To prepare students for the sort of research that Fleming carried out, faculty mentors need to emphasize the benefits of taking courses, reading scholarship, and becoming familiar with research methods outside of history. Business history has always had a close connection to economic analysis and management studies. More recently, reflecting widespread proclivities within the historical profession, a growing number of scholars in the field now display expertise in ethnography and cultural studies.Footnote 12 These intellectual connections have been and will continue to be vital assets. If, however, business historians wish to investigate business-state relations and the role of government and law in shaping the business environment, alongside the role of business in shaping law and policy, they should engage more broadly across the social sciences, with economic, political, and legal sociology; institutional and behavioral economics; and political science.
In addition, we could do more to foster the capacity to engage in more public-facing scholarly communication. That aptitude requires focused attention and considerable practice, with both often having little place in history PhD curricula. Indeed, as advocates of doctoral education reform have long noted, PhD students frequently spend so much time honing arguments for circumscribed academic audiences that they become acculturated to jargon-filled prose, and dig so deeply into relatively narrow case studies that they struggle to condense their research findings, relate them persuasively to wider debates, or explain the significance of their research to nonspecialists.Footnote 13 We should be providing our PhD students with opportunities to practice connecting their hard-won knowledge to contemporary issues and to translate their expertise for decision makers and more general audiences, even if their ability to place pieces in nonscholarly outlets typically will depend on prior scholarly demonstration of expertise. This kind of expectation may be easier to implement in PhD programs that have replaced qualifying examinations with the creation of a portfolio of work for fields; those programs might mandate that the overall portfolio include some examples of translational writing for nonspecialists. But any graduate seminar might include an assignment to link important course material to a contemporary issue through a mock op-ed or blogposts.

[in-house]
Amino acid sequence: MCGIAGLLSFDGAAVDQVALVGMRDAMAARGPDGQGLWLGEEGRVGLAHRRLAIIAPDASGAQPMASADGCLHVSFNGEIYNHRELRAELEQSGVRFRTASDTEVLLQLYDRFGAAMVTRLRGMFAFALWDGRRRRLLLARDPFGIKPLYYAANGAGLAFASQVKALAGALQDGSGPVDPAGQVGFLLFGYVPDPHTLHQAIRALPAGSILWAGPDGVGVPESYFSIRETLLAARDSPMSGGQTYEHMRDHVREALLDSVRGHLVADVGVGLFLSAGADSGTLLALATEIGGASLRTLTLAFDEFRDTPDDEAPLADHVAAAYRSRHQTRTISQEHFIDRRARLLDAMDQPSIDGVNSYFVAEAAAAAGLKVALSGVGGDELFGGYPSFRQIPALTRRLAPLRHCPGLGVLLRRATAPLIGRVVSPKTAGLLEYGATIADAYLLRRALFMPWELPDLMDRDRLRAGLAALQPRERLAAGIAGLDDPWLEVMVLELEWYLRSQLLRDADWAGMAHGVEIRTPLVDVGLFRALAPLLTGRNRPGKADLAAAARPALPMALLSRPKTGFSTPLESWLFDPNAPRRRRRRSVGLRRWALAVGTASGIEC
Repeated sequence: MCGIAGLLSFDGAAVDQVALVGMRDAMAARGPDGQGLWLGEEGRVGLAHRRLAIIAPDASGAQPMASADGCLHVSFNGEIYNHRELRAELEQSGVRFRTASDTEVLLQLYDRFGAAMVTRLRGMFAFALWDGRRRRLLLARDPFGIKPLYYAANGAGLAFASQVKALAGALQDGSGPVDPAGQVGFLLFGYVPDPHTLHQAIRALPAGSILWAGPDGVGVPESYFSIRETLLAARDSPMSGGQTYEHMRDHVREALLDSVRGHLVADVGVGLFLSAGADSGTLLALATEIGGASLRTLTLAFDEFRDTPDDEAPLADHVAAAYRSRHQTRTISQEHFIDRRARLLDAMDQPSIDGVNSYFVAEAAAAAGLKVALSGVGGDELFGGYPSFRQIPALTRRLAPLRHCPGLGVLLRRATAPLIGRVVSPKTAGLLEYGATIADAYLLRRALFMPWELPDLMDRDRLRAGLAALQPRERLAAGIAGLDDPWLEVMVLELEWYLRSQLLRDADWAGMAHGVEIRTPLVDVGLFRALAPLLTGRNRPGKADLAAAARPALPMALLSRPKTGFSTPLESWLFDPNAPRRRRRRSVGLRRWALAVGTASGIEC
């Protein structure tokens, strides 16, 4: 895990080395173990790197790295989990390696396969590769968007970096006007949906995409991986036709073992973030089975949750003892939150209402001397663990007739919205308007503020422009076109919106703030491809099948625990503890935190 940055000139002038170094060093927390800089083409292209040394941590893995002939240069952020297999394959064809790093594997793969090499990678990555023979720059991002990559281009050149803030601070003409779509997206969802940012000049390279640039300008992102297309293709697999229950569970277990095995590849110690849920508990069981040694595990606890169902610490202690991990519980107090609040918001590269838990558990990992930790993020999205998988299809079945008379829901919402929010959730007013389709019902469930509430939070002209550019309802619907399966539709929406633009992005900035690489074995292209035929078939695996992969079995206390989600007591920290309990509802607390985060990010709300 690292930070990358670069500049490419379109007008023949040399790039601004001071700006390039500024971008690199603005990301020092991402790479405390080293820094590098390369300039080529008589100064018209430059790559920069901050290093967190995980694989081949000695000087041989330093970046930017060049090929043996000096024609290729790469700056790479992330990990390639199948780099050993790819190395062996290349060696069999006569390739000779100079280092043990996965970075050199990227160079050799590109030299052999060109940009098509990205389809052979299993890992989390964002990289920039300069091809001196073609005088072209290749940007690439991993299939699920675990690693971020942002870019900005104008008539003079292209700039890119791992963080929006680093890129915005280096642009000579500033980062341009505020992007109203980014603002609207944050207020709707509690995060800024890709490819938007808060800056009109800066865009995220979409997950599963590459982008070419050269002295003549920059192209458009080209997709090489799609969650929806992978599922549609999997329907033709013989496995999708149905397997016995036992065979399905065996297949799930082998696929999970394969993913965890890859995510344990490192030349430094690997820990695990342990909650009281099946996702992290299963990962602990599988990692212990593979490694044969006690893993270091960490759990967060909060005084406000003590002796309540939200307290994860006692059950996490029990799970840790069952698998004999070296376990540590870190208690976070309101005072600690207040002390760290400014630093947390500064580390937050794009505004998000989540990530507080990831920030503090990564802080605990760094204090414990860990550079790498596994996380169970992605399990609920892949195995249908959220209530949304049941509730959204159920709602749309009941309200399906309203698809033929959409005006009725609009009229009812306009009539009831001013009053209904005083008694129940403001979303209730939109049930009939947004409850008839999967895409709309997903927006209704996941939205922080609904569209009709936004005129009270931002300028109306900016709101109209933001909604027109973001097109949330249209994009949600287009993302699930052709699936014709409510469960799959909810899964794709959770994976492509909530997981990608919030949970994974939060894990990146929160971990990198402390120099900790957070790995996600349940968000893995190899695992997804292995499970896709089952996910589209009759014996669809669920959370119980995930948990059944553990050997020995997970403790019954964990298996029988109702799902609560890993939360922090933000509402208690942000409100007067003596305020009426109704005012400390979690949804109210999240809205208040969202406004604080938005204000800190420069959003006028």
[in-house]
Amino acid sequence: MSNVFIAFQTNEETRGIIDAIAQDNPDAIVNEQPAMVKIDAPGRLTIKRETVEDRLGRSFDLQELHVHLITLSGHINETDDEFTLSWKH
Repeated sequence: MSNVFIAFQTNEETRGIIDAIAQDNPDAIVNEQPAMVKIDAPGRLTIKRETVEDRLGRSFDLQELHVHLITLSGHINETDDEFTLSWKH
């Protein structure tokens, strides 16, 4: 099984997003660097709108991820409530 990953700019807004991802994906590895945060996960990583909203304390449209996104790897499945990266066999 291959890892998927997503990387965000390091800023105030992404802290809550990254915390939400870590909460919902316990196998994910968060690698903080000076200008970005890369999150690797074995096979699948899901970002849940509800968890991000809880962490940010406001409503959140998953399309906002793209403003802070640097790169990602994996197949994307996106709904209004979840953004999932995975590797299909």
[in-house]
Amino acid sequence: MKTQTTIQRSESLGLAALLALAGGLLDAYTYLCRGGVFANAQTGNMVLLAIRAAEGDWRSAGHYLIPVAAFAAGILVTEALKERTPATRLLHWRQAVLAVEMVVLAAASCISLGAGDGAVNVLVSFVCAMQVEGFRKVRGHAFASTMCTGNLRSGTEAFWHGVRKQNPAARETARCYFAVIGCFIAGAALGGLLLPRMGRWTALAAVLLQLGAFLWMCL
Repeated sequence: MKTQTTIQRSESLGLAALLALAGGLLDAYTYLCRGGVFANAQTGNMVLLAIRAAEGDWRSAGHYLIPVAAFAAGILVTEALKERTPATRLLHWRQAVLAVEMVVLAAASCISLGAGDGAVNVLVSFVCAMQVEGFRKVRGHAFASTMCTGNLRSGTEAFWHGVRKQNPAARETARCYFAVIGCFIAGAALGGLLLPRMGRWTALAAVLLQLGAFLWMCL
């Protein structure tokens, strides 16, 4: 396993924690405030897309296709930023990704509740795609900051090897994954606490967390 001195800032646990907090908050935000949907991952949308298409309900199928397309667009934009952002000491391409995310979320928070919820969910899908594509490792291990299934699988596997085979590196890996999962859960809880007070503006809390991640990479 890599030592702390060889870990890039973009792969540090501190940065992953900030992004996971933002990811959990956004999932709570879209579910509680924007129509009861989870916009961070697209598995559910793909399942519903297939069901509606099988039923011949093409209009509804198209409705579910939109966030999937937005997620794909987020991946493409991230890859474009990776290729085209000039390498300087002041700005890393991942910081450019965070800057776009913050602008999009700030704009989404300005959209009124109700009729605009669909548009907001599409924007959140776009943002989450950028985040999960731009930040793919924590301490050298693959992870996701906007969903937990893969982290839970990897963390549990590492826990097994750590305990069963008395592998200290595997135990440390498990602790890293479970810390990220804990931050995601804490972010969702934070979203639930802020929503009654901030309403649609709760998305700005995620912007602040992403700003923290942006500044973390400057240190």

For Fleming, extensive experience representing consumers and working for organizations dedicated to consumer issues surely provided opportunities to develop an accessible prose style. Herein lies another reason to take life experience into account in graduate admissions, and to facilitate the right kind of internship experiences as part of doctoral education. The ability to integrate multiple strands of evidence, to convey long-term historical change, to translate complex ideas to nonspecialists, and to show how history matters, now, are essential skills. For historians who prefer and have the chance to pursue an academic career, those skills contribute enormously to effective teaching. For professors who wish to reach the broadest audiences through op-eds, blogposts, or other forms of popular communication, they are indispensable.Footnote 14 Strong communications skills also greatly expand career options outside the higher education sector.Footnote 15
Anne Fleming, of course, was an unusually accomplished early career scholar. Only the occasional PhD student or recent recipient of a doctorate can attain her level of intellectual sophistication and public engagement, especially less than a decade out from the PhD. We also must reckon with the limits to how much one can pack into doctoral education. If we add to the PhD curriculum (seminars outside history, internship opportunities, participation in research projects with public-facing goals), we must also subtract, lest we make the journey to a PhD even more of a marathon. The hard work of curricular reconfiguration and subtraction runs a significant risk of encountering entrenched opposition from faculty committed to current arrangements. As one telling measure of this conservatism, the highest-ranking PhD history programs in the United States, until recently, have mostly shied away from engagement with the American Historical Association’s multifaceted career diversity efforts.
In addition, we must remain mindful that many business historians in faculty positions have appointments in departments or schools without PhD programs, and that members of our community who do supervise PhD students overwhelmingly operate within departments that focus far more on other historical subfields. Some of my suggestions pertain to matters within the purview of individual dissertation supervisors and committee members; others would require forging departmental consensus for reform of overall PhD programs, a much tougher undertaking. One very promising avenue is to embed collaborative, interdisciplinary research experiences into doctoral training. Working with collaborators who bring complementary disciplinary expertise to a research problem and/or public-facing project can build familiarity with methods and areas of knowledge without requiring the same degree of intensive study. It also cultivates skills in translational communication and project management.Footnote 16 If we want to see more people like Anne Fleming in our field and discipline, we should think differently about how we build doctoral cohorts, how we construct graduate seminars and fields, and how we facilitate career exploration.